- Posted Tuesday October 3, 2017
The Self-Care Campaign, launched in March 2010, encourages individuals with minor ailments to visit their local pharmacy for advice and over-the-counter treatment rather than relying on visiting their GP practice.
As well as this, more is now being done within practices to lessen the demand for appointments, including Active Signposting and the training of reception and clerical staff.
GP resources are under significant pressure, as even though around 80% of all care in the UK is self-care, there are still 57 million GP consultations a year for minor ailments according to the Self-Care Forum. Many practices are attempting to reduce their workload by conducting phone consultations, improving internal processes, and taking on additional non-GP clinical staff to try to free up GP time.
These 57 million consultations equate to an hour per day per GP, at a cost to the NHS of £2 billion. They can all potentially be avoided, freeing up a significant amount of GP time, but finding an effective process to avoid them is proving difficult.
Effect on GP Practices
Katherine Baterip, MIAB’s Customer Relationship Executive, has researched how appointments for minor ailments have affected the workload of GP practices. Speaking to front-line staff, she found that patient attitudes towards ailments vary drastically, as people perceive the severity of an issue differently. For example, some may believe a splinter is appointment-worthy, whereas others with a more serious illness may be concerned that they are wasting a GP’s time.
However, this is not purely down to ignorance, as patients may be unsure as to what constitutes an ‘appointment-worthy’ issue, and when they should contact their GP.
Research by the Self-Care Forum has shown that people often abandon self-care earlier than they need to, typically seeking the advice of a doctor within four to seven days. There are several underlying reasons that can contribute to patient uncertainty, such as:
- Lack of confidence in understanding the normal progress of symptoms (e.g. a cold can last up to 14 days)
- The perceived severity and duration of symptoms
- Needing reassurance that nothing more serious is wrong
- Wanting a prescription to ‘cure’ the illness, even though the same medicine may be available over the counter
By educating patients about these issues, it’s hoped that practices can reduce demand for unnecessary appointments and increase (or lengthen) their reliance on self-care.
One method that GP practices use to promote self-care is Active Signposting. This involves providing patients with a first point of contact, such as receptionists and front-line staff, who can request the reason for wishing to book an appointment. They can then direct the patient towards the correct care route, such as self-care, a community pharmacy, in-house GP pharmacist, nurse or, where appropriate, a GP appointment.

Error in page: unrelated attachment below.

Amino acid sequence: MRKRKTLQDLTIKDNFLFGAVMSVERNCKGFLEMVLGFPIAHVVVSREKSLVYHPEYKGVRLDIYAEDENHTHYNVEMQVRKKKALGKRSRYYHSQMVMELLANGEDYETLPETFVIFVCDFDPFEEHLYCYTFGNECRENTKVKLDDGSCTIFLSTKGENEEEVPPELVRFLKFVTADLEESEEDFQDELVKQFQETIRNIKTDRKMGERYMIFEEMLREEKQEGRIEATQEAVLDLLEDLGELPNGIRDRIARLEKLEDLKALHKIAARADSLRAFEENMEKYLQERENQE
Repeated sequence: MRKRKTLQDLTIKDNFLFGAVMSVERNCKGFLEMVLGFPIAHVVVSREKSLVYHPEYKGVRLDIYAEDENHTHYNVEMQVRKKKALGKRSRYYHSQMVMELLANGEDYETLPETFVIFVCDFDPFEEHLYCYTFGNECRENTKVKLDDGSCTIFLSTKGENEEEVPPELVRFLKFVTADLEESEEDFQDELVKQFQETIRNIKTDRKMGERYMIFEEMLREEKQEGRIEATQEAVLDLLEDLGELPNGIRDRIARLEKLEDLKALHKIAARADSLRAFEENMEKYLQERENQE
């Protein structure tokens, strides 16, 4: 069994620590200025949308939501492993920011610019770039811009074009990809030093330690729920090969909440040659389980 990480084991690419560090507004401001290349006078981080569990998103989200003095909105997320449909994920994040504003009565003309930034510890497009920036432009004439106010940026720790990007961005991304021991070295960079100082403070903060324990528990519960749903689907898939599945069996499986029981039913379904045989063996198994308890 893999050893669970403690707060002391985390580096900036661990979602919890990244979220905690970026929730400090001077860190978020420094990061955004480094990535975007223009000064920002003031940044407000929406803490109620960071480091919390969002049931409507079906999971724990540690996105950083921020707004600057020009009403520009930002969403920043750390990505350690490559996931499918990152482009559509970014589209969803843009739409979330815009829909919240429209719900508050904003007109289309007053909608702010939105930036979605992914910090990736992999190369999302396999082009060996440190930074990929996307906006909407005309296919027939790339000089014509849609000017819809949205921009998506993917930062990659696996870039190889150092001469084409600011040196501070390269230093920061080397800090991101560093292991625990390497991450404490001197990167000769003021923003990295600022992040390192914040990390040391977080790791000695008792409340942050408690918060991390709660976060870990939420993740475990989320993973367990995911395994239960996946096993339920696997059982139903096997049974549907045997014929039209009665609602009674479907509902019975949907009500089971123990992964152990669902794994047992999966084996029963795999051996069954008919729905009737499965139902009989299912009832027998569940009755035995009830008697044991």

The aim of Active Signposting is for patients to be more involved with their own care, and therefore have a better understanding of what they need. It’s also an opportunity to reiterate that prevention is better than a cure.
Alongside this, further steps have been taken recently with an ongoing consultation to stop GPs prescribing medication that is readily available over the counter. This includes new national guidelines stating that 18 treatments - including homeopathy and herbal treatments, which together cost taxpayers £141 million - should generally not be prescribed.
By introducing this campaign, the NHS are hoping to encourage patients to self-treat minor ailments that do not need an appointment for medication they can attain themselves.
Self-care, specifically funding training for reception and clerical staff, has so far had a positive response. NHS England have reported Active Signposting ‘frees up GP time, releasing about 5% of demand for GP consultations in most practices’. They have also committed to a total fund of £45 million to develop the capabilities of practice workforces in these new ways of working as part of the GP Forward View.
Find out more
Practices interested in finding out more on self-care and how to benefit from educating patients, can take part in Self Care Week, an annual national awareness week that focuses on embedding support for self-care across communities, families and generations.
This year’s event takes place from 13-19 November 2017, with a theme of engaging and empowering people to look after their own health – “Embracing Self-Care for Life”.
Award-winning primary care training providers Thornfields have created an Active Signposting programme to help practices meet the GP Forward View.
The insurance experts at MIAB provide bespoke insurance and expert advice, caring for those that care most. For more information, visit miab.co.uk/GPs